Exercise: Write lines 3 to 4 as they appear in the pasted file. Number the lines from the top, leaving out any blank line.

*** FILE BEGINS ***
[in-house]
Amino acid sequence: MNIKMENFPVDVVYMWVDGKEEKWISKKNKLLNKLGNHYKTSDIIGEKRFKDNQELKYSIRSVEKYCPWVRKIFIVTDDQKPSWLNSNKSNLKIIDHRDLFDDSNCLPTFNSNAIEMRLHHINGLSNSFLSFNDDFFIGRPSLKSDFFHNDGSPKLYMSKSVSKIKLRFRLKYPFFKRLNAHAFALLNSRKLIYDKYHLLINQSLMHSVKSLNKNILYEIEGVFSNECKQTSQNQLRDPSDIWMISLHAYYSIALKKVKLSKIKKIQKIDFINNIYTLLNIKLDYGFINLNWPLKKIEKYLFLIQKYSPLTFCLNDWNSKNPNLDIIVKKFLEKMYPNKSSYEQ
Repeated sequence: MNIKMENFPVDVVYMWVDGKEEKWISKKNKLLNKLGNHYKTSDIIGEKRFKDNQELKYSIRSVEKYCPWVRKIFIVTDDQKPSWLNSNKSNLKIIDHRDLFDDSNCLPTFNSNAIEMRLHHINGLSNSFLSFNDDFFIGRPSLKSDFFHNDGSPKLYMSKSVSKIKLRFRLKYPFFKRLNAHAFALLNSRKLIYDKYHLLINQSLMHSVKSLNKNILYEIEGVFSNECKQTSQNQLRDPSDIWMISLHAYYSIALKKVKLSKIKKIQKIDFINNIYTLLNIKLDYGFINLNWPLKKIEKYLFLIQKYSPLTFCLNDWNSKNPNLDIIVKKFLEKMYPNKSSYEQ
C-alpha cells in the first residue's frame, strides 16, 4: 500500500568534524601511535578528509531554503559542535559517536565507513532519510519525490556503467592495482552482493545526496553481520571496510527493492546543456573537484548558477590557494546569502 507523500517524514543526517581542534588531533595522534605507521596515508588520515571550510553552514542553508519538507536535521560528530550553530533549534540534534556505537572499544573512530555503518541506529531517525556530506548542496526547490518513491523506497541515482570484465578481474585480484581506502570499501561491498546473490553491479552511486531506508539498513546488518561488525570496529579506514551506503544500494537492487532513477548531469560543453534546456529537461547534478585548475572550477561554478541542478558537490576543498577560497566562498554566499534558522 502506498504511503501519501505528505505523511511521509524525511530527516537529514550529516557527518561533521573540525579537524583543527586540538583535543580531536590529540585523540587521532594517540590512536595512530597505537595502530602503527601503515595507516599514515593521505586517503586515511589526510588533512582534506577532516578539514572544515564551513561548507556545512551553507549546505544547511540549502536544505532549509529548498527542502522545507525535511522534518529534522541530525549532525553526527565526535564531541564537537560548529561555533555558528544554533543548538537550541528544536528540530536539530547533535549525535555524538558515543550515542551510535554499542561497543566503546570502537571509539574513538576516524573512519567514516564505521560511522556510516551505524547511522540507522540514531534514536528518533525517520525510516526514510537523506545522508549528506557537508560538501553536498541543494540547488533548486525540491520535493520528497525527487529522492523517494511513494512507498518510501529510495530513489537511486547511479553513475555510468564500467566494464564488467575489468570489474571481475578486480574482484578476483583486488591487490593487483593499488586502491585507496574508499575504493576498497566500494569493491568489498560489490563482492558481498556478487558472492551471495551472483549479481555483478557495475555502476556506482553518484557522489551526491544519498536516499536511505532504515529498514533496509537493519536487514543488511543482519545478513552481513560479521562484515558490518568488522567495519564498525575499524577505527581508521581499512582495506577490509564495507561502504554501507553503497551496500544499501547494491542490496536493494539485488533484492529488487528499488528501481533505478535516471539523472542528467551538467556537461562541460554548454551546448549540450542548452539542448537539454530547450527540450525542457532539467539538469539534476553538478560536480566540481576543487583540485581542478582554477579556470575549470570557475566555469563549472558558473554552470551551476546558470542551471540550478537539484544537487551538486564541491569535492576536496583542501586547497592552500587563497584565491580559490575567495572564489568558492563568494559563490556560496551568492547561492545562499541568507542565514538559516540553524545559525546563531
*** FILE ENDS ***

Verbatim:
Repeated sequence: MNIKMENFPVDVVYMWVDGKEEKWISKKNKLLNKLGNHYKTSDIIGEKRFKDNQELKYSIRSVEKYCPWVRKIFIVTDDQKPSWLNSNKSNLKIIDHRDLFDDSNCLPTFNSNAIEMRLHHINGLSNSFLSFNDDFFIGRPSLKSDFFHNDGSPKLYMSKSVSKIKLRFRLKYPFFKRLNAHAFALLNSRKLIYDKYHLLINQSLMHSVKSLNKNILYEIEGVFSNECKQTSQNQLRDPSDIWMISLHAYYSIALKKVKLSKIKKIQKIDFINNIYTLLNIKLDYGFINLNWPLKKIEKYLFLIQKYSPLTFCLNDWNSKNPNLDIIVKKFLEKMYPNKSSYEQ
C-alpha cells in the first residue's frame, strides 16, 4: 500500500568534524601511535578528509531554503559542535559517536565507513532519510519525490556503467592495482552482493545526496553481520571496510527493492546543456573537484548558477590557494546569502 507523500517524514543526517581542534588531533595522534605507521596515508588520515571550510553552514542553508519538507536535521560528530550553530533549534540534534556505537572499544573512530555503518541506529531517525556530506548542496526547490518513491523506497541515482570484465578481474585480484581506502570499501561491498546473490553491479552511486531506508539498513546488518561488525570496529579506514551506503544500494537492487532513477548531469560543453534546456529537461547534478585548475572550477561554478541542478558537490576543498577560497566562498554566499534558522 502506498504511503501519501505528505505523511511521509524525511530527516537529514550529516557527518561533521573540525579537524583543527586540538583535543580531536590529540585523540587521532594517540590512536595512530597505537595502530602503527601503515595507516599514515593521505586517503586515511589526510588533512582534506577532516578539514572544515564551513561548507556545512551553507549546505544547511540549502536544505532549509529548498527542502522545507525535511522534518529534522541530525549532525553526527565526535564531541564537537560548529561555533555558528544554533543548538537550541528544536528540530536539530547533535549525535555524538558515543550515542551510535554499542561497543566503546570502537571509539574513538576516524573512519567514516564505521560511522556510516551505524547511522540507522540514531534514536528518533525517520525510516526514510537523506545522508549528506557537508560538501553536498541543494540547488533548486525540491520535493520528497525527487529522492523517494511513494512507498518510501529510495530513489537511486547511479553513475555510468564500467566494464564488467575489468570489474571481475578486480574482484578476483583486488591487490593487483593499488586502491585507496574508499575504493576498497566500494569493491568489498560489490563482492558481498556478487558472492551471495551472483549479481555483478557495475555502476556506482553518484557522489551526491544519498536516499536511505532504515529498514533496509537493519536487514543488511543482519545478513552481513560479521562484515558490518568488522567495519564498525575499524577505527581508521581499512582495506577490509564495507561502504554501507553503497551496500544499501547494491542490496536493494539485488533484492529488487528499488528501481533505478535516471539523472542528467551538467556537461562541460554548454551546448549540450542548452539542448537539454530547450527540450525542457532539467539538469539534476553538478560536480566540481576543487583540485581542478582554477579556470575549470570557475566555469563549472558558473554552470551551476546558470542551471540550478537539484544537487551538486564541491569535492576536496583542501586547497592552500587563497584565491580559490575567495572564489568558492563568494559563490556560496551568492547561492545562499541568507542565514538559516540553524545559525546563531